Learning how to ride a bike is an important milestone for many children. Some individuals can learn the skill as young as 4-years-old! However, as with other developmental milestones, it is important to take cues from your child. In order to be successful, children must have the balance, coordination, leg strength, and the ability to follow directions. Once your child has these physical traits and indicates their willingness to learn, our step-by-step approach is here to help.
Signs Your Child is Ready to Ride a Bike
The timing is also dependent on the child’s mental development and comfort level. Have they indicated their readiness to learn? Do you feel they are mature enough? Another factor that can influence when a child wants to learn to ride is if they see their siblings and friends riding two-wheeled bikes. Parents should avoid pressuring children to learn how to ride a bike. He or she will likely get frustrated, hindering the process. Keep it fun!
Purchase the Right Equipment
Depending on your child’s height, the right-sized set of wheels is likely 14 or 16 inches. His or her feet should be able to touch the ground with straight legs when they’re sitting on the seat. Their leg should also be able to swing over the rear tire to sit down without any assistance. Do not purchase a larger bicycle and hope your child will grow into it. A larger bicycle will be harder for children to learn how to navigate.
Your child should wear a helmet every time they ride their bike, even if it’s just down the street. Make sure it fits properly! The helmet must be secured tightly in order to avoid rocking back and forth on the head. Parents should consider purchasing gloves, elbow and shin guards, knee pads and closed-toe shoes with no shoelaces for early riders.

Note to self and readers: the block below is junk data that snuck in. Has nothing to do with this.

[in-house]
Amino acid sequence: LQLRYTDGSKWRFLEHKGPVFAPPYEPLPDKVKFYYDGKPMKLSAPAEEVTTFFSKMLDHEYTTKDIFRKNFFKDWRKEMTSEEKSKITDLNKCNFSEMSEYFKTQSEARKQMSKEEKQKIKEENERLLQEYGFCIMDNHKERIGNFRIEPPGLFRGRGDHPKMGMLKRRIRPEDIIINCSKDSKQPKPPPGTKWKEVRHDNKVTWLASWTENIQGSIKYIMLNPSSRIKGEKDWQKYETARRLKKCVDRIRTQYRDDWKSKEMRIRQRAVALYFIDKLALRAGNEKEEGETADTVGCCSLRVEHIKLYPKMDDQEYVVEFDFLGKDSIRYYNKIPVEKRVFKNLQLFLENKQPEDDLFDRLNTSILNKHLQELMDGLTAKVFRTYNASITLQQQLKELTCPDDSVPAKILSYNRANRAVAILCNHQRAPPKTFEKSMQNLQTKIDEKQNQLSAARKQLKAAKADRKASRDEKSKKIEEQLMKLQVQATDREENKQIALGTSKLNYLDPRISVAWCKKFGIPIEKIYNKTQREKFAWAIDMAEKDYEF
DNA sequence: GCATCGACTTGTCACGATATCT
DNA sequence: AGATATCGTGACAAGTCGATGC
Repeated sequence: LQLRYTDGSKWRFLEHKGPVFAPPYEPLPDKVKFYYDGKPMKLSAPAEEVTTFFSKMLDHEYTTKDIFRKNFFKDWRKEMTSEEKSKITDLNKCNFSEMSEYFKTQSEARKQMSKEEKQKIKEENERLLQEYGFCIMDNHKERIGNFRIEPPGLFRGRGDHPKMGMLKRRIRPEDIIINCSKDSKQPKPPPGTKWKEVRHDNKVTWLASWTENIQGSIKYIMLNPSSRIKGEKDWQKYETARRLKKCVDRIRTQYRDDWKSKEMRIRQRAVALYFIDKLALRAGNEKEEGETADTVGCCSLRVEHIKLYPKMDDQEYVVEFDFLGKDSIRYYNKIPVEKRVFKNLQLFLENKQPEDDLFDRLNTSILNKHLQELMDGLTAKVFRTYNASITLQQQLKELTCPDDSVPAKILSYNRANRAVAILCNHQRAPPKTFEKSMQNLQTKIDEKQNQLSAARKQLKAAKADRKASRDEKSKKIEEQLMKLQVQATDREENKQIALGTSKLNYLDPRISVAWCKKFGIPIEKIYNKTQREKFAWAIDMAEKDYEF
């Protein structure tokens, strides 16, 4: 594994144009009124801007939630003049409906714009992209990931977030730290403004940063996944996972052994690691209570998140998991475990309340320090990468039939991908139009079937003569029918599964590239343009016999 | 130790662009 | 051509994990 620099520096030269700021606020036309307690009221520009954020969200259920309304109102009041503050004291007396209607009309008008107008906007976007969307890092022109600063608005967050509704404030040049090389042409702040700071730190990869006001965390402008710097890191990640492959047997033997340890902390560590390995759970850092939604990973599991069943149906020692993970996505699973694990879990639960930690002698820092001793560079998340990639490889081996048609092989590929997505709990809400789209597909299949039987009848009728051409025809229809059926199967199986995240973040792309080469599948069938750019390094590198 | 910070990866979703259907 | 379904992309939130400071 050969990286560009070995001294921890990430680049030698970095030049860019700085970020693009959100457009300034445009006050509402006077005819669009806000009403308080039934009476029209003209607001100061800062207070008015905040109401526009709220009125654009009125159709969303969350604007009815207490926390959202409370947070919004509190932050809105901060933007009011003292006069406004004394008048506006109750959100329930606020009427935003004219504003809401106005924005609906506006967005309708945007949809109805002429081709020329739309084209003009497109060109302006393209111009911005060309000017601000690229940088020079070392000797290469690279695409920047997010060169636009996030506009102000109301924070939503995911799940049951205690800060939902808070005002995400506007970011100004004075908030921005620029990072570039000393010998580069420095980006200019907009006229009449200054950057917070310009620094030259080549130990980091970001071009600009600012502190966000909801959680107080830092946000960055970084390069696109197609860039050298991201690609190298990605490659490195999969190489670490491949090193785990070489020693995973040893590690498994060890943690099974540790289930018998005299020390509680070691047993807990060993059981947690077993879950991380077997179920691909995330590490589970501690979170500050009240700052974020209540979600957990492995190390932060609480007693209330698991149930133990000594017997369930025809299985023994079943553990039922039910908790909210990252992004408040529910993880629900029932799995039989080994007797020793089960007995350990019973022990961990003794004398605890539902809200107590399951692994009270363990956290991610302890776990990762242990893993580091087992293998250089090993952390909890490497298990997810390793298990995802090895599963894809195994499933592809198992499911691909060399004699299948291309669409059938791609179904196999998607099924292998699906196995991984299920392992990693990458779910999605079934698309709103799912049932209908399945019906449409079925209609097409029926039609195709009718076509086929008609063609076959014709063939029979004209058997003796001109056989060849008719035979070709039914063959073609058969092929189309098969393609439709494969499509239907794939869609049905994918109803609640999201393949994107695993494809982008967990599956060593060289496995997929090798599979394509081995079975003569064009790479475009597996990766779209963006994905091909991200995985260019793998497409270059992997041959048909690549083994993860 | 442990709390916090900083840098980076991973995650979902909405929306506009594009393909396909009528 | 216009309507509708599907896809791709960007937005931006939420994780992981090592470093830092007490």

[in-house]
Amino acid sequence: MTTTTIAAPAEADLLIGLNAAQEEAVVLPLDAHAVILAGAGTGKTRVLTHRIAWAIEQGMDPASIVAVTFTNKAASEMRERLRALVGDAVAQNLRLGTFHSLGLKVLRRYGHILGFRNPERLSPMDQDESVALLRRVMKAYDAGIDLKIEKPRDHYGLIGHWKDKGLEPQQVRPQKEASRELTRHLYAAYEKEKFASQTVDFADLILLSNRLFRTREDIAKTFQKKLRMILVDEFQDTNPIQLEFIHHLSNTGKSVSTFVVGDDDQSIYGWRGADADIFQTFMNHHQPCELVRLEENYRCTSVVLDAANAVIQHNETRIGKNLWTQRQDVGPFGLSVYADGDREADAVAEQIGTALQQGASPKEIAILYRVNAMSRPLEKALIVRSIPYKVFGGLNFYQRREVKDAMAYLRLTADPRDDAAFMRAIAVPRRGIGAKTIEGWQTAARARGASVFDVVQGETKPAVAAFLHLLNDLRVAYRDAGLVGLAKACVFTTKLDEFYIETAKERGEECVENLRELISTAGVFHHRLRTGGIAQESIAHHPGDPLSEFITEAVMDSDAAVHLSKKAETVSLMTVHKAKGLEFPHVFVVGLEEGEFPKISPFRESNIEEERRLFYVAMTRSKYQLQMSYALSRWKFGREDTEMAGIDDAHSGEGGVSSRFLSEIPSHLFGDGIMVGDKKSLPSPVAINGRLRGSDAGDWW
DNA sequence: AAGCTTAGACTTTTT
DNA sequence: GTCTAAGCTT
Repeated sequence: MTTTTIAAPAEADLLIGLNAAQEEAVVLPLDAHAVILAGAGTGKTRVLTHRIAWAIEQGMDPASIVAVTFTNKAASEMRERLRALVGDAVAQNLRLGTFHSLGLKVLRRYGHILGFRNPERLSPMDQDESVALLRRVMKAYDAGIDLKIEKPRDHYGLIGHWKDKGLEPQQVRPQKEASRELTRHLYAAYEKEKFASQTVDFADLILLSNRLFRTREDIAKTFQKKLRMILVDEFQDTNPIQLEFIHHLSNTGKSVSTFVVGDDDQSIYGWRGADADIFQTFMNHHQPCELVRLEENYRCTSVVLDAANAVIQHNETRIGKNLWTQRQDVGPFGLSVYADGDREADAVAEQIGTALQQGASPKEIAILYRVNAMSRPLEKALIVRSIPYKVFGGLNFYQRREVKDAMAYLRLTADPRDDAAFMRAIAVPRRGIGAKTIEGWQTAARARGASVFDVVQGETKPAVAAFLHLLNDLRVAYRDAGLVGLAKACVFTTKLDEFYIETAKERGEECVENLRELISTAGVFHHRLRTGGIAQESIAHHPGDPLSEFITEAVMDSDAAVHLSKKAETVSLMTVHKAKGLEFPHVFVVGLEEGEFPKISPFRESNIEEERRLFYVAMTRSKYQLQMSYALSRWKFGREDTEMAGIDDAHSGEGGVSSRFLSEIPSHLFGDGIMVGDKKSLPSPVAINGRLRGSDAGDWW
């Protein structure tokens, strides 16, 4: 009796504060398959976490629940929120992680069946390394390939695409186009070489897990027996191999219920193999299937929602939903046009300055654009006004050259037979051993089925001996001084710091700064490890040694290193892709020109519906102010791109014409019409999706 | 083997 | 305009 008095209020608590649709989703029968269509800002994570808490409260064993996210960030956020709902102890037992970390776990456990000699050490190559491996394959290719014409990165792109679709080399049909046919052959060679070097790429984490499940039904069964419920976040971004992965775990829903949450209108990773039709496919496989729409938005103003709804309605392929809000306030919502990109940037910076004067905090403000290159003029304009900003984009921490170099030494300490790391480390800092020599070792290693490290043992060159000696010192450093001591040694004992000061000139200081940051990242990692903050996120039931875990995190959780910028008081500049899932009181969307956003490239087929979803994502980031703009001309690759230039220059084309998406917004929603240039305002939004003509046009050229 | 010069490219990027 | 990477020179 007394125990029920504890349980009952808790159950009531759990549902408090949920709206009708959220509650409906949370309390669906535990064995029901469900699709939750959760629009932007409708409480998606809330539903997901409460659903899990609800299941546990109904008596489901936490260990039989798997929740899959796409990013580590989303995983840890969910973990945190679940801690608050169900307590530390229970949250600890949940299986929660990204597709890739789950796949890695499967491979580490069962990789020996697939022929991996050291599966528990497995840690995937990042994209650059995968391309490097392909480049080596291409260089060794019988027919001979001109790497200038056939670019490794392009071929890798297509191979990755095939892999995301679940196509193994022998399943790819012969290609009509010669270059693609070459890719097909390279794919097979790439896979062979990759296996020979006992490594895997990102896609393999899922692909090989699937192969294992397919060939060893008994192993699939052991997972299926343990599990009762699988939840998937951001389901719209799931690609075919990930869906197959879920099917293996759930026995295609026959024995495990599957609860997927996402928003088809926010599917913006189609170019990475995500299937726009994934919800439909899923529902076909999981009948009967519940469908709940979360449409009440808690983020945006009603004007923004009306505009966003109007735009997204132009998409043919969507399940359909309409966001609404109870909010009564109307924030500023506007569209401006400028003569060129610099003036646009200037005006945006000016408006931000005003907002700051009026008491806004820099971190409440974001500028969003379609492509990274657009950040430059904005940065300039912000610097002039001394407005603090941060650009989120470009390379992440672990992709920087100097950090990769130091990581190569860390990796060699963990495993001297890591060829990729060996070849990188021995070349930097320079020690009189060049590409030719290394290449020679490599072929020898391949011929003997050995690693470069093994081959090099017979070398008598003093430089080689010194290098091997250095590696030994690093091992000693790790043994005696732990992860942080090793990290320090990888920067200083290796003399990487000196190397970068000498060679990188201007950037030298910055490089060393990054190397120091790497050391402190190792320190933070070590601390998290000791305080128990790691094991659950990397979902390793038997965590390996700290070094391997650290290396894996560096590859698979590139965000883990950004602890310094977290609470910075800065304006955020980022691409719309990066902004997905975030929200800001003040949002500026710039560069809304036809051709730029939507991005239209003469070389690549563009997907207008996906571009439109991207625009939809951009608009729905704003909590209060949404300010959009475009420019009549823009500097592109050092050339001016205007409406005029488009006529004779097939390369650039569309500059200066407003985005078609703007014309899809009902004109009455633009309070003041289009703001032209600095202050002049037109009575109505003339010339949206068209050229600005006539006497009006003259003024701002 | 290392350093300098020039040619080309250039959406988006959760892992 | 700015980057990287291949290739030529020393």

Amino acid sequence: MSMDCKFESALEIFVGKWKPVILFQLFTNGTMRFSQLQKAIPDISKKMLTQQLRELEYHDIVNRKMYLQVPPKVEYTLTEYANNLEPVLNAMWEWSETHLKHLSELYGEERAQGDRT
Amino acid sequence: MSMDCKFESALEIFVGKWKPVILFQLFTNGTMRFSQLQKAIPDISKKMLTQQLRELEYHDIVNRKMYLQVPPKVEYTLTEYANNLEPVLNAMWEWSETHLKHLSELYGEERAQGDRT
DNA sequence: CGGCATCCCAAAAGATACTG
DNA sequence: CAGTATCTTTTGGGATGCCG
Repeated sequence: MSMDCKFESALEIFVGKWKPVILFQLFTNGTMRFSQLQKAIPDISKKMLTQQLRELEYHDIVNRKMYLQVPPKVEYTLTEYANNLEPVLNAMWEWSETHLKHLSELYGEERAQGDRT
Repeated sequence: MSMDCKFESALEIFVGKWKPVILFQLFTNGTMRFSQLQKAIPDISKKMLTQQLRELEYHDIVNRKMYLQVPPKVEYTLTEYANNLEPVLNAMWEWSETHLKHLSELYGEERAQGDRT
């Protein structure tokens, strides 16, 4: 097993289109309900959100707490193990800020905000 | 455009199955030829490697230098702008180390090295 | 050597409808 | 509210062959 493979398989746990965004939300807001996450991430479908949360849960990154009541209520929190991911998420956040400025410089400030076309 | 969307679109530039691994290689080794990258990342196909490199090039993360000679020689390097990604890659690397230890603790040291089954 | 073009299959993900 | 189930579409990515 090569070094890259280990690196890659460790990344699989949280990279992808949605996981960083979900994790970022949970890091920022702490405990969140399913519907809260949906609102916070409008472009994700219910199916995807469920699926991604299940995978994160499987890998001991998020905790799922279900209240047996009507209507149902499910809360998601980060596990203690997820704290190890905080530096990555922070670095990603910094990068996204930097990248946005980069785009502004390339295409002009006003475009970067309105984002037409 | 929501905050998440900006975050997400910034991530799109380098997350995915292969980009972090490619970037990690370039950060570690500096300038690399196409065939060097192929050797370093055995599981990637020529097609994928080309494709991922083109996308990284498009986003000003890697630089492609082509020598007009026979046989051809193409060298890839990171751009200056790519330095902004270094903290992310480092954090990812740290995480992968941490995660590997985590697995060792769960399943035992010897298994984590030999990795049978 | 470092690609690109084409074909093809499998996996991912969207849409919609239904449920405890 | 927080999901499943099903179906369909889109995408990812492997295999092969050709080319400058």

Learning to Ride a Bike without Pedals
Once your child is ready to learn how to ride a bike, it’s best to go somewhere that is quiet and has a flat surface. Children should avoid learning on grass because they can’t obtain the necessary speed to learn how to coast and glide. There is also more resistance, forcing them to push themselves harder.
First, your child should practice getting on and off the bike. It’s important that they get comfortable before proceeding to the next step, which is learning how to scoot and glide on the bicycle. As they’re walking back and forth across the practice area, encourage them to look forward so they remain upright. Once they’ve mastered the ability to scoot and glide on the bike, they can move onto turning and steering. Make it fun! You can start with an easy game such as “follow the leader.” Parents can get on their bike and have their child follow them.
Add the Pedals
Once your child has become familiar with the bike, you can put on the pedals. To keep your child steady on the seat, hold onto their hips or shoulder. Resist the urge to hold onto the handlebars. As your child presses their foot on the pedal, keep your hand on their body to make sure they stay upright. Keep the rides short and sweet, remembering to take breaks as necessary. They might have trouble at first but with some patience and encouragement, your child will be on their way to success in no time!
Practice Makes Perfect
Congratulations! Your child has successfully learned how to ride a bicycle. This is a significant milestone in your son or daughter’s life and not only that, a wonderful memory for parents and children to share together. Once your child has learned to safely ride, he or she can take off with the other neighborhood children, under your supervision. For parents that are unable to watch them, our nanny services are here to help! For more information on how an after-school or part-time nanny can help your family, please contact us!